The current Model Aquatic Health Code (MAHC) is nearly 200 pages long and full of complicated language for those of us not in relevant fields. This series will attempt to break some of the code down to be more accessible for all.
The Centers for Disease Control and Prevention (CDC) released the first edition of the MAHC in 2014. After that, the Council for the Model Aquatic Health Code (CMAHC) was formed to keep the code updated.
The MAHC is not legislation. There is no requirement a state or local municipality use these rules. They’re simply a collection of best practices and data collated in one document. States may use some of these guidelines or modify them as they see fit. No states have wholly adopted all the code. Many states are still in the process of reviewing it, while others have used it as guidelines for developing their own regulations.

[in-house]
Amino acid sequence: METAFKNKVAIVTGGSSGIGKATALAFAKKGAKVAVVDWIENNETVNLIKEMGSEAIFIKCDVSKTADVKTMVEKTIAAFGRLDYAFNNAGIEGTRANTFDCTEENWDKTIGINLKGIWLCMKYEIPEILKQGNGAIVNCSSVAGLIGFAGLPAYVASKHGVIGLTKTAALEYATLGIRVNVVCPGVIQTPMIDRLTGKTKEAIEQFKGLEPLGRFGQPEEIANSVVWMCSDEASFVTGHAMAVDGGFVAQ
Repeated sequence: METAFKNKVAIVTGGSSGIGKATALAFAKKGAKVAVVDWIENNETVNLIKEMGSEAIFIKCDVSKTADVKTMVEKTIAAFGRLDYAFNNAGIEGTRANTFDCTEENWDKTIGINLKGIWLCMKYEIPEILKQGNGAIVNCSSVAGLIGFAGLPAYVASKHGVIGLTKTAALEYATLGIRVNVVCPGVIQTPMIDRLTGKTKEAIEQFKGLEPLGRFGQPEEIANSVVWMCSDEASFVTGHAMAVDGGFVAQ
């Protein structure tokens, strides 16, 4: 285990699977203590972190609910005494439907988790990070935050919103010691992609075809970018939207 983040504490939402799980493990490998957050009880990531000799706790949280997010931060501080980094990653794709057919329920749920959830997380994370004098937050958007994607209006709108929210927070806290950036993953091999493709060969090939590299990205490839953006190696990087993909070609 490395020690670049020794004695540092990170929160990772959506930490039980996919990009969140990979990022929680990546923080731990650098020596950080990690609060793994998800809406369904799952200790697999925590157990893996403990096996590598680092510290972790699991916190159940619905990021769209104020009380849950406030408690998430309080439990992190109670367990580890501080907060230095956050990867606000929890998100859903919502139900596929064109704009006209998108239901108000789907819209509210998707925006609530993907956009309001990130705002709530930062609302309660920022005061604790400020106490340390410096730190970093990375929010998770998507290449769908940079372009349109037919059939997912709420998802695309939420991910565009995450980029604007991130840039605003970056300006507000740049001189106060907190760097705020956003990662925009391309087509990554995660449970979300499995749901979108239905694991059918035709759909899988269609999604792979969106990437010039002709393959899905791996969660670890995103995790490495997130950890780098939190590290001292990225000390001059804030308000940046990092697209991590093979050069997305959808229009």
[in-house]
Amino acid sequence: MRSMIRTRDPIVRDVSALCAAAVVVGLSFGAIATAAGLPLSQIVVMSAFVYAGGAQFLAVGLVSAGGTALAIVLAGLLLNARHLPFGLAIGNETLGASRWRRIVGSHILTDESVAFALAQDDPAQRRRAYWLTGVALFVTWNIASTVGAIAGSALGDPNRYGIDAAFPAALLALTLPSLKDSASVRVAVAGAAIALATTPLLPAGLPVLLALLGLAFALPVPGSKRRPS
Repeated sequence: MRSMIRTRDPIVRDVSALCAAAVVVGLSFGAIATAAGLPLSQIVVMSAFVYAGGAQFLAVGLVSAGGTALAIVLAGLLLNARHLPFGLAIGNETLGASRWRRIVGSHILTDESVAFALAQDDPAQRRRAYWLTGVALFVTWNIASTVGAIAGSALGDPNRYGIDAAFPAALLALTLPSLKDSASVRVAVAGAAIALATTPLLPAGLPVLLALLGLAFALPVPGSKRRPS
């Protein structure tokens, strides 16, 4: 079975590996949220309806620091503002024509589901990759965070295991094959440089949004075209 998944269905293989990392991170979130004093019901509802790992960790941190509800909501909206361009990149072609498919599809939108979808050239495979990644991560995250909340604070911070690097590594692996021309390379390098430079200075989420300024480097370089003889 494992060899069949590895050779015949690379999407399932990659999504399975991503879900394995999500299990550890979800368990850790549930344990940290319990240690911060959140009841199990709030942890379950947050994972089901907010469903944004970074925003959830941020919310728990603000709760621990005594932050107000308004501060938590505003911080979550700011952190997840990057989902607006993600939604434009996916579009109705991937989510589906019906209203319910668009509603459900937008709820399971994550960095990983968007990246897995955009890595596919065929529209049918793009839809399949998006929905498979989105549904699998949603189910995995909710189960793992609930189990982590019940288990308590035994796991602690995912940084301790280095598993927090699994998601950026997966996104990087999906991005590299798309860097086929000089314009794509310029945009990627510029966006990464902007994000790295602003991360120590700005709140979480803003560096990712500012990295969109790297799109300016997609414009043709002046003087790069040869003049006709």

Anyone may propose changes to the code. The CMAHC host a vote every three years where industry leaders make their voices heard on proposed changes. During the voting process, public comments are considered. If a vote passes, the change is put into the next edition of the code.
The code is not without controversy: When Arizona announced they were updating their rules and were considering the MAHC, the Association of Pool and Spa Professionals (now the Pool and Hot Tub Alliance) spoke up and claimed the code was too restrictive for contractors.
Next time, we’ll start looking at some of the sections that confront issues commonly seen at sites. If there’s a section you’d like more clarity on, leave a comment below or send us an email.